Fear Factor

From the Telegraph, UK:

By Louise Gray, Environment Correspondent
Published: 12:01AM BST 03 Oct 2009
The Met Office has warned that if the world continues to burn fossil
fuels at the current rate temperatures will rise above four degrees C
in the next fifty years.
This will cause sea level rise, droughts, floods and mass collapse of
However Clive Hamilton, Professor of public ethics at the Australian
National University, said the majority of the population is still in
denial about the risks of climate change.

He compared the situation to the psychology of the British and German
populations before the Second World War and said the only way to make
people change their behaviour is to "ramp up the fear factor."
Prof Hamilton applied traditional psychological reactions to the
threat of future risk.
In a paper presented to an Oxford University conference this week, he
said people react in three different ways to a frightening situation:
denial, apathy or action.
In the case of climate change, he said a minority of people in
Britain are in complete denial and refuse to believe man-made
greenhouse gases are causing the temperatures to rise. He said a
smaller minority are taking action by lobbying Government and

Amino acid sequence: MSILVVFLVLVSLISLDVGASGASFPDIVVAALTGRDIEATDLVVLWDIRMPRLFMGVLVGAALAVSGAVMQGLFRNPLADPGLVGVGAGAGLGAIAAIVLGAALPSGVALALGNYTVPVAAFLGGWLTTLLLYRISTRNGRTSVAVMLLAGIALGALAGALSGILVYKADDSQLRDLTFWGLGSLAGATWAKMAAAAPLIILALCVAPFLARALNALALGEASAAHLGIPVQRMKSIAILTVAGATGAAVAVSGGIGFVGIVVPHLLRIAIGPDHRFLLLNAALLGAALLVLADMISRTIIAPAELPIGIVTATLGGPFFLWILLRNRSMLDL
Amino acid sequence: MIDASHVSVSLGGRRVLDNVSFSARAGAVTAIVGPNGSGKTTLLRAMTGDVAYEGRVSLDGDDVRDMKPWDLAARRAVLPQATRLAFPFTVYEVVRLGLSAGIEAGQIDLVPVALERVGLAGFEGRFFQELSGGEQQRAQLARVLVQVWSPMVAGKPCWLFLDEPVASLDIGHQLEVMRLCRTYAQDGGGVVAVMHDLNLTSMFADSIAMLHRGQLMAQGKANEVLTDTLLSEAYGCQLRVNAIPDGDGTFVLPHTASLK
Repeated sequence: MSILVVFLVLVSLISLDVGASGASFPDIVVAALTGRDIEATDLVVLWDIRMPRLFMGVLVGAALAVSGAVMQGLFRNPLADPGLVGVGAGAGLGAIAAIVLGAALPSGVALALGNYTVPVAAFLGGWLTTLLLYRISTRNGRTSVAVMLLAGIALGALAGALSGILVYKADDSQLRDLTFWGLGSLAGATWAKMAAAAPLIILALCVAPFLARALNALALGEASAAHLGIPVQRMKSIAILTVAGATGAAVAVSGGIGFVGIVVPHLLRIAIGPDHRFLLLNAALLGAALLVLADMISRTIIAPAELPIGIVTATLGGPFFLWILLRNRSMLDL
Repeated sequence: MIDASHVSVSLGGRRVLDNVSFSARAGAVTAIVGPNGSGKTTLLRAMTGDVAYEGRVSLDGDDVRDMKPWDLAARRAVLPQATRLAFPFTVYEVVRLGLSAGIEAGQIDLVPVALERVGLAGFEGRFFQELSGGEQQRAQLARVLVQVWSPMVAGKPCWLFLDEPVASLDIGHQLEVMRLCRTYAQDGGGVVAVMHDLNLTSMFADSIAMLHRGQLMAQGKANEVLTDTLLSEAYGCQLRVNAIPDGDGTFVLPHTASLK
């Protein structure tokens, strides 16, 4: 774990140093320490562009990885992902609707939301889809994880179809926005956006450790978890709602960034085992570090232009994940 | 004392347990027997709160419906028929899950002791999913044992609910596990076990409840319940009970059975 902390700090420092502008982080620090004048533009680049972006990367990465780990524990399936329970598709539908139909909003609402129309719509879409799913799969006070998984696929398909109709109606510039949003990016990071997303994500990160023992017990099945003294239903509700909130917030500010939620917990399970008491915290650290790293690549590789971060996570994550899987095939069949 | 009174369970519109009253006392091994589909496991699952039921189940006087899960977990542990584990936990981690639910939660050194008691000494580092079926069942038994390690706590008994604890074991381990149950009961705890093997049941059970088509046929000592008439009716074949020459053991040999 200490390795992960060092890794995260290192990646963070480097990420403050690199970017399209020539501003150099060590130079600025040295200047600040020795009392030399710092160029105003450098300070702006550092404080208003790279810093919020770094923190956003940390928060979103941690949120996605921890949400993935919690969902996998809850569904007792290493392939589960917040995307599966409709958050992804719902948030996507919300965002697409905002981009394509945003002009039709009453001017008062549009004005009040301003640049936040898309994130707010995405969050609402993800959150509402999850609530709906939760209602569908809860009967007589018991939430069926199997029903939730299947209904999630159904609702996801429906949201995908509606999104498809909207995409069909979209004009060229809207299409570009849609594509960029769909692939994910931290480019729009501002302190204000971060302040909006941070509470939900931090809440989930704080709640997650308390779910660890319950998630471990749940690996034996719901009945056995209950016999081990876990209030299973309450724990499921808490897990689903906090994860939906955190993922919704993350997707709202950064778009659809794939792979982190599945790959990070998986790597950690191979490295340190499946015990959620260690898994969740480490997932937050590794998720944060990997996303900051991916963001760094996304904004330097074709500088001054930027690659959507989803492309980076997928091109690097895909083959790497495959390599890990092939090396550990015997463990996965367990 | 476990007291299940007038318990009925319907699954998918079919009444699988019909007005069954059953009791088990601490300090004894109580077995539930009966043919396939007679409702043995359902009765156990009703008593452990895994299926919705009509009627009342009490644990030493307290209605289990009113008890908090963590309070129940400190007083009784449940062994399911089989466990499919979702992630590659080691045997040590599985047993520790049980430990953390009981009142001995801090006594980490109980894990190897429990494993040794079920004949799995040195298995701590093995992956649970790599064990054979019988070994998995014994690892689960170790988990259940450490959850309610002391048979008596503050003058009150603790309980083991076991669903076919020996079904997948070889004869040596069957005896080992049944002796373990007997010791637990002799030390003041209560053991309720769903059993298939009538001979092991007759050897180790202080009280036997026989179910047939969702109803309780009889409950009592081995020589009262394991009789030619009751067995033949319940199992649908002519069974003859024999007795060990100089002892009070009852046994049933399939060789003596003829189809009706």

adapting their lifestyles through driving less, not eating meat and
generally living a low carbon lifestyle.
However, Prof Hamilton said the majority of people use "maladaptive
coping strategies" such as ignoring the situation, blaming someone
else or simply having a good time.
He said people do this to cope with the anxiety.
"This means telling ourselves the scientists are probably
exaggerating - if it was that bad surely the Government would be
doing something," he said. "Or telling ourselves it is a long way off
so I will worry about it then or if I change my light bulbs it will
not be my fault. It can mean blaming other people like the Chinese
for building more coal-fired power stations or pleasure seeking by
driving fast cars, eating exotic food and living the high life."
Prof Hamilton said scientists have played down the risks of global
warming for fear of overloading people with information.
"There is a widespread belief in the scientific community that the
public cannot handle the truth and so they have been pulling their
punches. Global warming is unique amongst environmental problems -
which are often exaggerated - in that it is now clear that the
scientists have been understating the true implications."
In December more than 190 countries will meet in Copenhagen to try to
thrash out a new international deal on climate change. For any
agreement to be struck it is likely that rich countries will have to
agree to cut carbon emissions by consuming less energy.
Prof Hamilton said scientists now have a duty to inform the public
about the risks of climate change so action is taken and people are
ready to adapt their lifestyles.
"There is a view we should not scare people because it makes them go
down their burrows and close the door but I think the situation is so
serious that although people are afraid they are not fearful enough
given the science," he said. "Personally I cannot see any alternative
to ramping up the fear factor."